public abstract double area();

class Circle extends Shape {
    private double radius;

    public Circle(double radius) {
        this.radius = radius;

    public double area() {
        return Math.PI * radius * radius;

class Rectangle extends Shape {
    private double length;
    private double width;

    public Rectangle(double length, double width) {
        this.length = length;
        this.width = width;

    public double area() {
        return length * width;

public class Main {
    public static void main(String[] args) {
        Circle circle = new Circle(5.0);
        Rectangle rectangle = new Rectangle(4.0, 6.0);

        System.out.println("Area of circle: " + circle.area());
        System.out.println("Area of rectangle: " + rectangle.area());

In this example, the Shape class is an abstract class that defines an abstract method area(). This method is not implemented in the Shape class itself, but it is declared using the abstract keyword. The Circle and Rectangle classes implement the area() method and extend the Shape class.

The area() method calculates and returns the area of the respective shape. Since the area() method is declared as abstract in the Shape class, any concrete subclass of Shape must implement this method. In this example, the Circle and Rectangle classes override the area() method to provide their own specific implementations.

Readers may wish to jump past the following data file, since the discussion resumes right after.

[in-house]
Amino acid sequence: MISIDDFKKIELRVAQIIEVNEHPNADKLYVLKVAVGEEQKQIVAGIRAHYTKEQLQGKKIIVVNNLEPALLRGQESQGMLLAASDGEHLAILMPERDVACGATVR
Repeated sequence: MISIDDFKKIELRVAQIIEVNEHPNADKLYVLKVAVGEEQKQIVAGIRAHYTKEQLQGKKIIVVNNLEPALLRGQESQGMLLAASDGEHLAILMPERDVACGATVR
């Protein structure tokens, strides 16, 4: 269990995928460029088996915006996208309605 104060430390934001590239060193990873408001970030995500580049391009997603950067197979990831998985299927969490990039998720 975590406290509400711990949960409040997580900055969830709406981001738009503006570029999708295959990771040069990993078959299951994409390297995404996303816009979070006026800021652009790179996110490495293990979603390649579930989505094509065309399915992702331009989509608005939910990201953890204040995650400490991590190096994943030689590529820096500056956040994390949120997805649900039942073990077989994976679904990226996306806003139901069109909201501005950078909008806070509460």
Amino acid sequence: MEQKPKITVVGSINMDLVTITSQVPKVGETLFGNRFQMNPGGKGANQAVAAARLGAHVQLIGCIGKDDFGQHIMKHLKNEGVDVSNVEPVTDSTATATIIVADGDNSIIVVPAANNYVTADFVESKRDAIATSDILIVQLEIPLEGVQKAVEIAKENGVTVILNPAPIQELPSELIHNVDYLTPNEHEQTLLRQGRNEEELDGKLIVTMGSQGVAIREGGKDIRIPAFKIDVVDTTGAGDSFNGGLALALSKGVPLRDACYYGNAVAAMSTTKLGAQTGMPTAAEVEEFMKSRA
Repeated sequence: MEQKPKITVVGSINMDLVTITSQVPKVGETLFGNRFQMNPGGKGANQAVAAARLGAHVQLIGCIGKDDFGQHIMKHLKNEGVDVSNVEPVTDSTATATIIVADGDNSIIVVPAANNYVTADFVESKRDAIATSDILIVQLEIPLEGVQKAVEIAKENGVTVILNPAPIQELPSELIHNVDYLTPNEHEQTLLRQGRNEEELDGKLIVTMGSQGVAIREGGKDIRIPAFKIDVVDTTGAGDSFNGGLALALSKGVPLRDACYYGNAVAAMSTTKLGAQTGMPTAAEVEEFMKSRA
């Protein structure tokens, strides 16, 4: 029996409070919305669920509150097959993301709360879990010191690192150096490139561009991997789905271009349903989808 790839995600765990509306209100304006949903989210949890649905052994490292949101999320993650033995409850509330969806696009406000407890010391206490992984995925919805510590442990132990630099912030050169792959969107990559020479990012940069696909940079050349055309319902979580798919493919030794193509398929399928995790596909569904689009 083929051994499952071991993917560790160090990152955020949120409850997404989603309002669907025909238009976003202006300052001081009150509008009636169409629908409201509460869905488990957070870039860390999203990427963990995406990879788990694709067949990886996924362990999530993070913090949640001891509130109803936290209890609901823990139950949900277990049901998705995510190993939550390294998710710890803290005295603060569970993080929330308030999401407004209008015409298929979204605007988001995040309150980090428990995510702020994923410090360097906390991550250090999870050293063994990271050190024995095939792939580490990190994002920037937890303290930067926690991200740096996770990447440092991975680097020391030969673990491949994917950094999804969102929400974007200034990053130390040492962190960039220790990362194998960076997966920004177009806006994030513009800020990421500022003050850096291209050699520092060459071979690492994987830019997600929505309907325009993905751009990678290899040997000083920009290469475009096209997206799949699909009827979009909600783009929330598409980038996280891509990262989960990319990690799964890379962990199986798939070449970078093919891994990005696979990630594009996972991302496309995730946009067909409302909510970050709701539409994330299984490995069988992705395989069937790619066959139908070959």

In the main method, we create instances of Circle and Rectangle and call the area() method on them to calculate and display their respective areas.


The abstract method in Java plays an integral role in object-oriented programming. It provides a mechanism for defining common behavior. It also allows specific implementation details to be handled by subclasses or implementing classes.

Although sufficient study material is available online for Java, guidance from experts can help you learn better. If you are an aspiring programmer or software developer, you should consider taking up online degree courses by upGrad. Industry experts teach these courses and will help you gain a sound understanding of the various concepts of Java.


1. Can we have a non-abstract method in an abstract class?

An abstract class can contain abstract and non-abstract (concrete) methods. Non-abstract methods in an abstract class can have a complete implementation.

2. Can an abstract class have a constructor?

Yes, an abstract class can have a constructor. However, the constructor of an abstract class is invoked when a subclass object is created. It cannot be directly instantiated.

3. Can an abstract method be final or static?

No, abstract methods cannot be marked as final or static. Abstract methods are meant to be overridden by subclasses, and the final and static keywords restrict method overriding.